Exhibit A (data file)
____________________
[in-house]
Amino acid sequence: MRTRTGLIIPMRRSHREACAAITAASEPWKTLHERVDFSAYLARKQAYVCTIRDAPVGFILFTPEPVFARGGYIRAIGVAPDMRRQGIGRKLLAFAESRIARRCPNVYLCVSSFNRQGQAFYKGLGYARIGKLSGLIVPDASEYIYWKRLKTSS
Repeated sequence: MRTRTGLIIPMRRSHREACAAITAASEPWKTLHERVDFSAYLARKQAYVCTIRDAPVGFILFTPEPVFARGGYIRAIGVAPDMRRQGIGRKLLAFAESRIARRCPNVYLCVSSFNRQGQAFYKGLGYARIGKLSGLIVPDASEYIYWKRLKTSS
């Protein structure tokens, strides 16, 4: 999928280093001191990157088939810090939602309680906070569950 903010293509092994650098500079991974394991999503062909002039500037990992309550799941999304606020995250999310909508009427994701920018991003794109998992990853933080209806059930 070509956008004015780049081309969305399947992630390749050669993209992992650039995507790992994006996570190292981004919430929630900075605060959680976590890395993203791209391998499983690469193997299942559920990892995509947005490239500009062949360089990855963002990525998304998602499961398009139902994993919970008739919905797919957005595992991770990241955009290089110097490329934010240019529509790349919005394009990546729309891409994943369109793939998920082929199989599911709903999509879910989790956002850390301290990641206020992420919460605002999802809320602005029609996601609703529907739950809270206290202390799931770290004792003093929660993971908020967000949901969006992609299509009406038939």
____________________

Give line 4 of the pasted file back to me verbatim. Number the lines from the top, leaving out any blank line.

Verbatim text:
């Protein structure tokens, strides 16, 4: 999928280093001191990157088939810090939602309680906070569950 903010293509092994650098500079991974394991999503062909002039500037990992309550799941999304606020995250999310909508009427994701920018991003794109998992990853933080209806059930 070509956008004015780049081309969305399947992630390749050669993209992992650039995507790992994006996570190292981004919430929630900075605060959680976590890395993203791209391998499983690469193997299942559920990892995509947005490239500009062949360089990855963002990525998304998602499961398009139902994993919970008739919905797919957005595992991770990241955009290089110097490329934010240019529509790349919005394009990546729309891409994943369109793939998920082929199989599911709903999509879910989790956002850390301290990641206020992420919460605002999802809320602005029609996601609703529907739950809270206290202390799931770290004792003093929660993971908020967000949901969006992609299509009406038939």